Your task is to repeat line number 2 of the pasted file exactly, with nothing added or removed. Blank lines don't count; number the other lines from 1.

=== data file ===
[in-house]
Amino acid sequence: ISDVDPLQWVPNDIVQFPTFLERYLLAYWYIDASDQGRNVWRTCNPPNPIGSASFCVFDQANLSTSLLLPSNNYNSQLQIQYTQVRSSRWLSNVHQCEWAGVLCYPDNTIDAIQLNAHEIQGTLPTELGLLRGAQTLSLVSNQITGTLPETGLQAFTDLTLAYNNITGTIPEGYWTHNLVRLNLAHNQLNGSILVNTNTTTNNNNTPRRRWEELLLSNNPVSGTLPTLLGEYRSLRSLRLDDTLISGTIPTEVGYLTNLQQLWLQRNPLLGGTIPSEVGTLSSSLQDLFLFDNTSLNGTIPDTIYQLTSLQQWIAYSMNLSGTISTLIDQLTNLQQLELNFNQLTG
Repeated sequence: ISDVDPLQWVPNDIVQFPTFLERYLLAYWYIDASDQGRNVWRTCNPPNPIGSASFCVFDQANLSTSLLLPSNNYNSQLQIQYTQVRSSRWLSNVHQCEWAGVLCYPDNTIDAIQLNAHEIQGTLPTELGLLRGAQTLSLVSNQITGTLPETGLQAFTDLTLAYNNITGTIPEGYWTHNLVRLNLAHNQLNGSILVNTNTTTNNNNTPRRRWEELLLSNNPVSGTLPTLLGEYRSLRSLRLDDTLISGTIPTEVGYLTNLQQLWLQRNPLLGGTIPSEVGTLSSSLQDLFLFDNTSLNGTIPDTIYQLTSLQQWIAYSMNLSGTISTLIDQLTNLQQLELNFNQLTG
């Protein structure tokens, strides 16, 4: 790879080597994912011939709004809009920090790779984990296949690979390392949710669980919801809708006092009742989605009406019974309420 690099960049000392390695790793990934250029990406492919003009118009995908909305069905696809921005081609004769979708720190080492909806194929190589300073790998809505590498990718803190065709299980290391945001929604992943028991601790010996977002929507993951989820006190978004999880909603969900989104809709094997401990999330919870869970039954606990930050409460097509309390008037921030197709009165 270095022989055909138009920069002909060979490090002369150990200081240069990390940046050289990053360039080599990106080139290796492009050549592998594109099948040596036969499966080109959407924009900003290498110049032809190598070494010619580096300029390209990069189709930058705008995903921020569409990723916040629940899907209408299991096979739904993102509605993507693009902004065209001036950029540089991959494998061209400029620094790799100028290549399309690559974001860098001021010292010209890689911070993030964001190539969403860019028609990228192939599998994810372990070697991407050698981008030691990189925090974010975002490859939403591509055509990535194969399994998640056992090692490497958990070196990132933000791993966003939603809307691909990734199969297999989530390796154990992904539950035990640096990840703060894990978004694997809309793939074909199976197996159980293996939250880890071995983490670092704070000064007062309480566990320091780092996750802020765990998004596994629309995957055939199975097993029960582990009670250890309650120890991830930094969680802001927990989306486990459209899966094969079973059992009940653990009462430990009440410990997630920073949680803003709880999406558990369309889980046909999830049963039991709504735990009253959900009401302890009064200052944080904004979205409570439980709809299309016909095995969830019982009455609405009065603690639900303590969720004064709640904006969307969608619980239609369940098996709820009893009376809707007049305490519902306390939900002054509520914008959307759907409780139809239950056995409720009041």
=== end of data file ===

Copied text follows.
Amino acid sequence: ISDVDPLQWVPNDIVQFPTFLERYLLAYWYIDASDQGRNVWRTCNPPNPIGSASFCVFDQANLSTSLLLPSNNYNSQLQIQYTQVRSSRWLSNVHQCEWAGVLCYPDNTIDAIQLNAHEIQGTLPTELGLLRGAQTLSLVSNQITGTLPETGLQAFTDLTLAYNNITGTIPEGYWTHNLVRLNLAHNQLNGSILVNTNTTTNNNNTPRRRWEELLLSNNPVSGTLPTLLGEYRSLRSLRLDDTLISGTIPTEVGYLTNLQQLWLQRNPLLGGTIPSEVGTLSSSLQDLFLFDNTSLNGTIPDTIYQLTSLQQWIAYSMNLSGTISTLIDQLTNLQQLELNFNQLTG